- M/F ratio per cage: 1/1 (one female was cohabitated with one male of the same treatment group, avoiding sibling mating).
- Length of cohabitation: A maximum of 14 days was allowed for mating.
- Proof of pregnancy: Detection of mating was confirmed by evidence of sperm in the vaginal lavage and/or by the appearance of an intravaginal copulatory plug. This day was designated Day 0 post-coitum. Once mating had occurred, the males and females were separated. Detection of mating was not confirmed for one animal at 100 mg/kg which did deliver live offspring. The mating date of this animal was estimated at 21 days prior to the actual delivery date. This day was designated Day 0 postcoitum.
- After successful mating each pregnant female was caged individually in Macrolon cages (MIII type, height 18 cm).
Duration of treatment / exposure:
Males were exposed for 28 days, i.e. 2 weeks prior to mating, during mating, and up to termination. Females were exposed for 41 - 53 days, i.e. during 2 weeks prior to mating, during mating, during post-coitum, and during at least 4 days of lactation. Pups were not dosed directly but could have potentially be exposed to the test substance in utero, via maternal milk or from exposure to maternal urine/faeces.
Frequency of treatment:
Once daily for 7 d/w.
Duration of test:
Males: 28 days
Females: 41 - 53 days
Doses / concentrations
Doses / Concentrations:
0, 100, 300, 1000 mg/kg bw/day
actual ingested
No. of animals per sex per dose:
Control animals:
yes, concurrent vehicle
Details on study design:
- Dose levels were based on a 28-day toxicity study in Wistar rats (RCC Project 706397) in which 50, 200 and 1000 mg/kg were tested. At 1000 mg/kg, treatment-related findings were restricted to microscopical changes in the kidneys (hyaline droplets) for males, stomach (nonglandular stomach erosion associated with inflammation, squamous cell hyperplasia and moderate hyperkeratosis) and lung (interstitial fibrosis associated with pigment-laden alveolar macrophages) for some females. It is probable that these findings were related to the mode of application rather than a direct effect of the test article. All test article-related findings noted at the end of the treatment period were fully reversible during the 14-day recovery period.
- Parturition: The females were allowed to litter normally. Day 1 of lactation was defined as the day when a litter was found completed (i.e. membranes, placentas cleaned up, nest built up and/or feeding of pups started). Females that were littering were left undisturbed.
- Identification of pups: On Day 1 of lactation, all pups were individually identified by means of subcutaneous injection of Indian ink.


Maternal examinations:
- Time schedule: At least twice daily.

- Time schedule: Daily from start of treatment onwards, detailed clinical observations were made in all animals. The time of onset, grade and duration of any observed sign was recorded. Signs were graded for severity.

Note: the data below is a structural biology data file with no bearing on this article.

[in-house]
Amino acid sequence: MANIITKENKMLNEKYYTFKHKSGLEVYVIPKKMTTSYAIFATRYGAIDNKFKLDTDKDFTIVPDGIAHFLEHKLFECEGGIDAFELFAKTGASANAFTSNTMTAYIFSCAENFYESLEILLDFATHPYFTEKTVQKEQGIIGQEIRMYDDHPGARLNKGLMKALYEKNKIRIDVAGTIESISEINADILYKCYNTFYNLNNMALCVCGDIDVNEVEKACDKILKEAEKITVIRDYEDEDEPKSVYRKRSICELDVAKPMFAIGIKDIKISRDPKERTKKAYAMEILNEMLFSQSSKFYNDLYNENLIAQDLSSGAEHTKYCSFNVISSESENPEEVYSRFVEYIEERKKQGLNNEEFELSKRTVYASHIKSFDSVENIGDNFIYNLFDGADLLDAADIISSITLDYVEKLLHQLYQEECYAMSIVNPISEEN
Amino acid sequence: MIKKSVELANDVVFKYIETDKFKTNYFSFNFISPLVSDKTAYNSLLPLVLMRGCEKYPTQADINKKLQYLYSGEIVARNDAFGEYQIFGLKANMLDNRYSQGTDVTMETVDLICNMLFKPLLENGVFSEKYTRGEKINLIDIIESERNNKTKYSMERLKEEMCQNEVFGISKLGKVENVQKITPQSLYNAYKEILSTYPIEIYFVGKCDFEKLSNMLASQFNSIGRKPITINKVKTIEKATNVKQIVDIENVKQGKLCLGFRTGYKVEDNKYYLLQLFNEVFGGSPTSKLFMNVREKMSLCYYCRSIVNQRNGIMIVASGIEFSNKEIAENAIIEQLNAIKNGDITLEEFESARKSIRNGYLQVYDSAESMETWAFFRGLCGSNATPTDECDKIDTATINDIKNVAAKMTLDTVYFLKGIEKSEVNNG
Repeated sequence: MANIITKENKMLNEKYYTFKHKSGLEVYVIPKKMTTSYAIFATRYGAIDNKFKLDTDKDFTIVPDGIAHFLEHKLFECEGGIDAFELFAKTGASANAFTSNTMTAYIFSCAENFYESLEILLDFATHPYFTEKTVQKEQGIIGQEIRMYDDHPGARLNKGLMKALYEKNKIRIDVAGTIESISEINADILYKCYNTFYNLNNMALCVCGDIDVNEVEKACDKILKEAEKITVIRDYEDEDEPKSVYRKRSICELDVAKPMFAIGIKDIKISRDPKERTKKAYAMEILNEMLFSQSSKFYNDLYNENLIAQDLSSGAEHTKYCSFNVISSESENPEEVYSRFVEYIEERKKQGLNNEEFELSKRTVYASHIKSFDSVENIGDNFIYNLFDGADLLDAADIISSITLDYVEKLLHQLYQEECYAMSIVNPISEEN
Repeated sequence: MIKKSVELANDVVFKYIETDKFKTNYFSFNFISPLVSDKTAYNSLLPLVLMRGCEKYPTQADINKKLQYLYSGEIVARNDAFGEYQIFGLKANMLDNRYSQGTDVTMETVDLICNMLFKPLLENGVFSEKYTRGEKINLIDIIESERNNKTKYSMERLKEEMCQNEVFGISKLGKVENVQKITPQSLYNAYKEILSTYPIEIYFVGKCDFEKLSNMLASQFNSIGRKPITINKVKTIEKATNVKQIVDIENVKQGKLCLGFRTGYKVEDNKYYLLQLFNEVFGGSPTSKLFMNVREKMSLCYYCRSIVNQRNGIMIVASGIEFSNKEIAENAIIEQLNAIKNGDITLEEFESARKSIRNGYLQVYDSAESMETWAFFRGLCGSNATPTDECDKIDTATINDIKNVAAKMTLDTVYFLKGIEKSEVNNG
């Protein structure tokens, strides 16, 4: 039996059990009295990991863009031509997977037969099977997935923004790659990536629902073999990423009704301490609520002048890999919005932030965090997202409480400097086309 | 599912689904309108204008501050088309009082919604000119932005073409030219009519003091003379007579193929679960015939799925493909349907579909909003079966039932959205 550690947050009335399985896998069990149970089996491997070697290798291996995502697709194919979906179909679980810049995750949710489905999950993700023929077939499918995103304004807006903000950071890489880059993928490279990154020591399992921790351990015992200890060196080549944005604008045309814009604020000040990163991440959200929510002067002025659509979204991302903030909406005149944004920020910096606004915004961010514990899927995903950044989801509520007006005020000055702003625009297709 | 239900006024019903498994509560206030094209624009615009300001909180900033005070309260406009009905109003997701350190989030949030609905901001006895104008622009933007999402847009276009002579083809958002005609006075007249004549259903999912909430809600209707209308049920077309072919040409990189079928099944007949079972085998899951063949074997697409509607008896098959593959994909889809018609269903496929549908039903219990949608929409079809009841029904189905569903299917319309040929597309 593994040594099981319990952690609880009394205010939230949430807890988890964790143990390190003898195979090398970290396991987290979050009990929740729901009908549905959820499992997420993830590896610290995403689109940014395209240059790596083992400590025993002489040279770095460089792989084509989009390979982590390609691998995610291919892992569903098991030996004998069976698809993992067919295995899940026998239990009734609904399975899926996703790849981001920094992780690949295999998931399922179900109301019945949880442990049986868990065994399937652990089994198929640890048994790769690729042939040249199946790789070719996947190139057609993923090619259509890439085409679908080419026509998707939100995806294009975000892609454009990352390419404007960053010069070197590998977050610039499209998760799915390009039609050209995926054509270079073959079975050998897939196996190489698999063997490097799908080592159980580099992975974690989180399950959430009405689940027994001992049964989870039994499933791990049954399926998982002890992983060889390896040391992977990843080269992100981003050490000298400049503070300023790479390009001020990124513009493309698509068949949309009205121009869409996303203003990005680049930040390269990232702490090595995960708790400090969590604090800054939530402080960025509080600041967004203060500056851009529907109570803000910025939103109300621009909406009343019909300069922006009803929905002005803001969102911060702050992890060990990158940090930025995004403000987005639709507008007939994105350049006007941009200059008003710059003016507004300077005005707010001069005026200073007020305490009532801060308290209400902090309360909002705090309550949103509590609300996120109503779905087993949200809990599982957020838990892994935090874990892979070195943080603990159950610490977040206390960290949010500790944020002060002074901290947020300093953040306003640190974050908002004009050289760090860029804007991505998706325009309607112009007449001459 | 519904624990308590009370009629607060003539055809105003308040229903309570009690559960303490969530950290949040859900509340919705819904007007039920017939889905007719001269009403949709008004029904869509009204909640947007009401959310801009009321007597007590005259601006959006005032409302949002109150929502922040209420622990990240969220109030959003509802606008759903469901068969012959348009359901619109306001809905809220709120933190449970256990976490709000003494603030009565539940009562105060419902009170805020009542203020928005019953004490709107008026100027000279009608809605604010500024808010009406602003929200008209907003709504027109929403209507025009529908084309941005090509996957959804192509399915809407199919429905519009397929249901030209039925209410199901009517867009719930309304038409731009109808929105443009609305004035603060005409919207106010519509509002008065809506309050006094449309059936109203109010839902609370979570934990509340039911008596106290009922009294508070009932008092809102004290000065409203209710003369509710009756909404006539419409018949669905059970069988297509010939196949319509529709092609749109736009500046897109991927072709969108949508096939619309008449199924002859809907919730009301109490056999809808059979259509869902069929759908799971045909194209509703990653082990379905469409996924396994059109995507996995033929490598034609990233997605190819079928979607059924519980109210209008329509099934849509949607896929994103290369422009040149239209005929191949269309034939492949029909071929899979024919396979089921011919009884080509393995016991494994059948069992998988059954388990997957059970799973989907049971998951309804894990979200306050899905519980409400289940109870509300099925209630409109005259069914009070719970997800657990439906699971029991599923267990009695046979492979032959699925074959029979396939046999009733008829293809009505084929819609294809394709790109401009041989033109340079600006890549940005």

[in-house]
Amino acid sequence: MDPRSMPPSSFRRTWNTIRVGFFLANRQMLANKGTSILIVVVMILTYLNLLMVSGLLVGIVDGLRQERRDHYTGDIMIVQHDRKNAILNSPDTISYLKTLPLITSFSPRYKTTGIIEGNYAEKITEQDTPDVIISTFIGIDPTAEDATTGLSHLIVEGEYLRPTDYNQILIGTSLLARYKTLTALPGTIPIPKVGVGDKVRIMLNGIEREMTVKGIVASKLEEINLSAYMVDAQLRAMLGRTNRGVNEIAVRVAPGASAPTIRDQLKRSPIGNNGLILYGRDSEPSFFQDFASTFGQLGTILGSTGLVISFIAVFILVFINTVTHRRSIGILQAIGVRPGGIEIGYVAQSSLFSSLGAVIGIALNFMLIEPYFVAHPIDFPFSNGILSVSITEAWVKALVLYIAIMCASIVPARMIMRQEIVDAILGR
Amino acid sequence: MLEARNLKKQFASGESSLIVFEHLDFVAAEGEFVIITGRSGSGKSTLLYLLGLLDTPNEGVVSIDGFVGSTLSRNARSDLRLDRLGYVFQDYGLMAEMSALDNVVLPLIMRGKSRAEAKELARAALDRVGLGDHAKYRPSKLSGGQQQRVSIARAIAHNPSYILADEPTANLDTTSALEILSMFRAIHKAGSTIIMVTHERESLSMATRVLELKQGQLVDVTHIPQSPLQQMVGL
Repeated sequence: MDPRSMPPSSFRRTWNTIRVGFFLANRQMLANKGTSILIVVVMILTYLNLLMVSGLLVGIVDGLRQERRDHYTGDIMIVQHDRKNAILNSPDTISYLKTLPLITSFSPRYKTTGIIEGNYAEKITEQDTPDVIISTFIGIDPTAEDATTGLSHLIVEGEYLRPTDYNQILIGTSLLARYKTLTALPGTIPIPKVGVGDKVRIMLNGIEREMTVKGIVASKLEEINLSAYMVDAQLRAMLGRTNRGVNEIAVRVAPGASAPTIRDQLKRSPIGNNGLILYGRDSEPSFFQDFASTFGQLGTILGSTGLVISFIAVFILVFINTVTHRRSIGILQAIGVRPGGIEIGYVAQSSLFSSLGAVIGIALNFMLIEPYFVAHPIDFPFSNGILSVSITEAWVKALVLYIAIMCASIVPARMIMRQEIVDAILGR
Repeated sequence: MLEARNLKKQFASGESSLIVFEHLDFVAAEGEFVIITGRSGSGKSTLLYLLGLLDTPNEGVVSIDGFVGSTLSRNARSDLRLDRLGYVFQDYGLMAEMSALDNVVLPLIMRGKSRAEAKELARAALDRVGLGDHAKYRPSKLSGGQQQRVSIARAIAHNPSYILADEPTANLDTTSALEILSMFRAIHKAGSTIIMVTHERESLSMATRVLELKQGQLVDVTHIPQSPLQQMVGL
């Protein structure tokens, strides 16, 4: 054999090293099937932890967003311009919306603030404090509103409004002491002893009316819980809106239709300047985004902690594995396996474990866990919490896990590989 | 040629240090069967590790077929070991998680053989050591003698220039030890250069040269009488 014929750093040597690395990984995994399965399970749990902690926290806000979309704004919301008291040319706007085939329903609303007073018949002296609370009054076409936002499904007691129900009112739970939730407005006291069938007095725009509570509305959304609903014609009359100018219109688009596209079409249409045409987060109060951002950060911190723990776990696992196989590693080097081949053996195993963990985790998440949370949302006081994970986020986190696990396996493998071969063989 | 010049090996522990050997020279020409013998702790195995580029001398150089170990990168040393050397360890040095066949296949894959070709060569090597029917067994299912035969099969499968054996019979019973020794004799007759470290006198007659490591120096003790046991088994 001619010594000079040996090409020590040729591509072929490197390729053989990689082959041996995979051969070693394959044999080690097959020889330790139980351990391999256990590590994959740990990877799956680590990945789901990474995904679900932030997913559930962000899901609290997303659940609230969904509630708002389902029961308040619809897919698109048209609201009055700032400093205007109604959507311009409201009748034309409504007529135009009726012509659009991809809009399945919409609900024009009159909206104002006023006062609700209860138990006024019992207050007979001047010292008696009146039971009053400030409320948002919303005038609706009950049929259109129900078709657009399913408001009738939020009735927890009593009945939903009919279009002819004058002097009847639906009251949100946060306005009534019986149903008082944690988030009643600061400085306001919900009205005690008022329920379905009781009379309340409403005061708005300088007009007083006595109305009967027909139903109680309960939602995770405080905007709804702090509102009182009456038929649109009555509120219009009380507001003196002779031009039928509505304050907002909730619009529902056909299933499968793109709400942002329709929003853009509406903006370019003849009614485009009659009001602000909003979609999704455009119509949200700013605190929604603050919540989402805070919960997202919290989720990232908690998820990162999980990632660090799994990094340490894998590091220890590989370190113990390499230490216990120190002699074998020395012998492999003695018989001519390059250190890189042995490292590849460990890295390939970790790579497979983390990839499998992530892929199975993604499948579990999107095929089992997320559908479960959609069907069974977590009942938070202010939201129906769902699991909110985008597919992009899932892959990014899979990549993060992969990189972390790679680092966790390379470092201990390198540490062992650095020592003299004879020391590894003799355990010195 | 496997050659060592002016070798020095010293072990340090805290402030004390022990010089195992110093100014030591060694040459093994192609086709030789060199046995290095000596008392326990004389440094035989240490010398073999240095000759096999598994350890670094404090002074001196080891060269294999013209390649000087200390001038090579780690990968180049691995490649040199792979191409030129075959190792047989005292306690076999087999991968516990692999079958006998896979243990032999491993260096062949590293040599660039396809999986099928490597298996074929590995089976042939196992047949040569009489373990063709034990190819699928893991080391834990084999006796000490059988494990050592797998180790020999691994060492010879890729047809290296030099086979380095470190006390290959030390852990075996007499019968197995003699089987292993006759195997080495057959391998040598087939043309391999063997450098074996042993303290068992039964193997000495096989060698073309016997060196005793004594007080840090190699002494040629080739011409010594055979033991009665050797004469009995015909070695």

- Time schedule for examinations: Males and females were weighed on the first day of exposure and weekly thereafter. Mated females were weighed on Days 0, 4, 7, 11, 14, 17 and 20 post-coitum and during lactation on Days 1 and 4.

- Weekly, except for males and females which were housed together for mating and for females without evidence of mating. Food consumption of mated females was measured on Days 0, 4, 7, 11, 14, 17 and 20 postcoitum and on Days 1 and 4 of lactation.

- (average food consumption [per animal per day]/average body weight per cage)x1000

No. Subjective appraisal was maintained during the study, but no quantitative investigation introduced as no effect was suspected.






- Male number paired with, mating date, confirmation of pregnancy, and delivery day was recorded.
- Pregnant females were examined to detect signs of difficult or prolonged parturition, and cage debris of these females was examined to detect signs of abortion or premature birth.
- Any deficiencies in maternal care (such as inadequate construction or cleaning of the nest, pups left scattered and cold, physical abuse of pups or apparently inadequate lactation or feeding) were examined.

- All animals were deeply anaesthetised and subsequently exsanguinated. The animals were not deprived of food overnight.
- According to test guidelines

- All males: Epididymides and testes

- According to test guidelines
Ovaries and uterine content:
The ovaries and uterine content was examined after termination: Yes
Examinations included:
- Gravid uterus weight: No
- Number of corpora lutea: Yes
- Number of implantations: Yes
- Number of early resorptions: No
- Number of late resorptions: No
Fetal examinations:
The following parameters were examined in F1 offspring:
number and sex of pups, stillbirths, live births, postnatal mortality, presence of gross abnomalies, weight gain, physical or behavioural abnormalities.

- Mortality: The numbers of live and dead pups on Day 1 of lactation and daily thereafter were determined. If possible, defects or cause of death were evaluated.
- Clinical signs: At least once daily, detailed clinical observations were made in all animals.
- Body weights: Live pups were weighed on Days 1 and 4 of lactation.